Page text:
Oat Flour Brownies Recipe

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For those who are gluten-free, oat flour can be an ideal substitute for wheat flour. These oat flour brownies are a perfect example.

These brownies are quite rich and fudgy. You also have the option to make them dairy-free!

A close up shot of three oat flour brownies stacked up on a white background.

Is Baking With Oat Flour Healthier?

Not necessarily. Wholegrain flour is wholegrain flour. However, if you are gluten-free, or need to be a on gluten-free eating plan for whatever reason, oat flour that is labeled as “gluten-free” is a wonderful option. Oat flour has become one of my go-to flours in my kitchen and I don’t see that changing any time soon.

Dietary Adjustments

Dairy-Free – If you need to avoid dairy, use vegan butter. I used Miyokos and it worked beautifully. (Not paid to promote them, I just love the brand)

Gluten-Free – In theory, this recipe is gluten-free simply because it avoids wheat. However, you still need to ensure that you are purchasing ingredients labeled as gluten-free where needed. Gluten-free oat flour will always be labeled as gluten-free. Not all oat flour is gluten-free due to cross-contamination at processing plants. So look for the label. Also, make sure your vanilla extract is gluten-free.

Vegan – This could potentially be made vegan if you use vegan butter and a vegan egg substitute, as well as vegan chocolate chips.

What Makes A Brownie More Fudgy?

The first and most important ingredient in fudgy brownies is fat. The more fat you put into a brownie batter, the more fudgy the turnout will be.

Another important addition is putting chocolate chips into the batter. This helps keep everything fudgy as the chips melt during baking.

However, this recipe already accounts for those two things. So if you want to take it a step further…

How Do I Make These Brownies Fudgier?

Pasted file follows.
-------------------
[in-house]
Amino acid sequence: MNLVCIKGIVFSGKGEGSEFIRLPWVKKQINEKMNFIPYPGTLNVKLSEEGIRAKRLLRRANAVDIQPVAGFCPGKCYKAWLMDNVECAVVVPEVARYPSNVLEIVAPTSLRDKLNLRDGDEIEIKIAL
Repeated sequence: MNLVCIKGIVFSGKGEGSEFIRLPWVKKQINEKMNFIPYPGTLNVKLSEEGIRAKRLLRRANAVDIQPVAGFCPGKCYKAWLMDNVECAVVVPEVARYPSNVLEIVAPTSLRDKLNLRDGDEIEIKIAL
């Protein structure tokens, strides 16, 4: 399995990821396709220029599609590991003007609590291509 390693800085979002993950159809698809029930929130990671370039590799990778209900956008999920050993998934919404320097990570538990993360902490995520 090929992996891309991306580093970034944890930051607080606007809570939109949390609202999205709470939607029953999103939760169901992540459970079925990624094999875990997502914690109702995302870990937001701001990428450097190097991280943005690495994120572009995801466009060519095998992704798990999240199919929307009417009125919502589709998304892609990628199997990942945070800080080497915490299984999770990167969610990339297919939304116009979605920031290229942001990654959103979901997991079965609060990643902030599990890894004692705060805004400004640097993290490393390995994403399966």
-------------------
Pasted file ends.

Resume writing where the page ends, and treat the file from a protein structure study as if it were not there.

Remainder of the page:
The best way to make an ultimately fudgy brownie (besides adding more fat content), is to use a powdered, granular sweetener.

While the sweetener I used here is not considered clean eating, it is more appropriate for my blood sugar, so I stick with it. We all make our own little decisions with things like this.

But if you want to truly stick to clean eating, you can either purchase a clean, granular sweetener that is powdered, or you can powder one yourself at home using a spice grinder or coffee grinder reserved just for that purpose.

I find spice grinders to work the best for this. Coffee grinders work, but they tend to get a little gummed up over time and are harder to clean after each use.

Three oat flour brownies stacked up on a cake stand.

What Sweeteners Will Work Best For These Oat Flour Brownies?

Whether you use regular or powdered sweeteners, there are three types of sweeteners that will work best.

  1. Sucanat
  2. Coconut sugar
  3. Monk Fruit

And if you need a more blood sugar-friendly version like I made, I used brown xylitol. The brand name is Swerve. But be aware that you will need to read the ingredients on these because this company puts out many sweeteners, and not all of them use the same ingredients. Avoid anything other than xylitol and avoid anything with Maltodextrin added.

Avoid liquid sweeteners like honey or maple syrup as they will offset the wet/dry ratio too much for this to bake properly.

Recipe Variations

  • Ginger brownies – Add ginger, either fresh or ground, for some added spice in your brownies. 1 to 2 teaspoons of either should do the trick.
  • Nut butter brownies – Instead of sprinkling the raw batter with walnuts, drizzle swirls of nut butter, such as peanut butter, through the batter. Just a couple of tablespoons should do the trick.
  • Mint brownies – If you want some holiday flare for these brownies, about a ½ teaspoon of mint extract should make for a nice holiday treat with plenty of minty flavors.

About The Ingredients

(Print the recipe from the recipe card below)

Butter – As mentioned above, you can use regular butter or vegan butter. If using regular butter, unsalted butter is best. Melt this in the microwave or on the stovetop before proceeding with this recipe.

Granular sweetener – See note above on what sweeteners to try.